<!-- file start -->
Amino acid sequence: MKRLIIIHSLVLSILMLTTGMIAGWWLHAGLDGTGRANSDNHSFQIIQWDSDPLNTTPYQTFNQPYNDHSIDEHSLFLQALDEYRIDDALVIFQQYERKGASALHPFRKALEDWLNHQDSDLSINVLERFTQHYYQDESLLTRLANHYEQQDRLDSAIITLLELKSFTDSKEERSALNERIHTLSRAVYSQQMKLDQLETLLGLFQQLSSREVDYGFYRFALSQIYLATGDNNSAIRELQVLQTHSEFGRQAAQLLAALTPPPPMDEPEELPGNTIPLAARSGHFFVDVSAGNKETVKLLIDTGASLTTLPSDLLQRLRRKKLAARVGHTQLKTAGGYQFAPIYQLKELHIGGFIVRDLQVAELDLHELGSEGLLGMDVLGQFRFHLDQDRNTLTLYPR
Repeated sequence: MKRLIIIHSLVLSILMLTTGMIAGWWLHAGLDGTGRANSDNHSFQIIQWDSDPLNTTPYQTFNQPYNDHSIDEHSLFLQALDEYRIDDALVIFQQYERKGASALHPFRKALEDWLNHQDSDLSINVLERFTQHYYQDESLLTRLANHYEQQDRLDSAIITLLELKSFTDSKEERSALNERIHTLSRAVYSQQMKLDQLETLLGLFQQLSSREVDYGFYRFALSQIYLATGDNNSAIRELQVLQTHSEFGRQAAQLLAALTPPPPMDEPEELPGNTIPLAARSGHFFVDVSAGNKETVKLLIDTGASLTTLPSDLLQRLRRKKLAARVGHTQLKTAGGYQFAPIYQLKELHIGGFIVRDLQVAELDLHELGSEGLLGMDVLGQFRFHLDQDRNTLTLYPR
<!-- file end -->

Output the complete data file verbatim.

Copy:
Amino acid sequence: MKRLIIIHSLVLSILMLTTGMIAGWWLHAGLDGTGRANSDNHSFQIIQWDSDPLNTTPYQTFNQPYNDHSIDEHSLFLQALDEYRIDDALVIFQQYERKGASALHPFRKALEDWLNHQDSDLSINVLERFTQHYYQDESLLTRLANHYEQQDRLDSAIITLLELKSFTDSKEERSALNERIHTLSRAVYSQQMKLDQLETLLGLFQQLSSREVDYGFYRFALSQIYLATGDNNSAIRELQVLQTHSEFGRQAAQLLAALTPPPPMDEPEELPGNTIPLAARSGHFFVDVSAGNKETVKLLIDTGASLTTLPSDLLQRLRRKKLAARVGHTQLKTAGGYQFAPIYQLKELHIGGFIVRDLQVAELDLHELGSEGLLGMDVLGQFRFHLDQDRNTLTLYPR
Repeated sequence: MKRLIIIHSLVLSILMLTTGMIAGWWLHAGLDGTGRANSDNHSFQIIQWDSDPLNTTPYQTFNQPYNDHSIDEHSLFLQALDEYRIDDALVIFQQYERKGASALHPFRKALEDWLNHQDSDLSINVLERFTQHYYQDESLLTRLANHYEQQDRLDSAIITLLELKSFTDSKEERSALNERIHTLSRAVYSQQMKLDQLETLLGLFQQLSSREVDYGFYRFALSQIYLATGDNNSAIRELQVLQTHSEFGRQAAQLLAALTPPPPMDEPEELPGNTIPLAARSGHFFVDVSAGNKETVKLLIDTGASLTTLPSDLLQRLRRKKLAARVGHTQLKTAGGYQFAPIYQLKELHIGGFIVRDLQVAELDLHELGSEGLLGMDVLGQFRFHLDQDRNTLTLYPR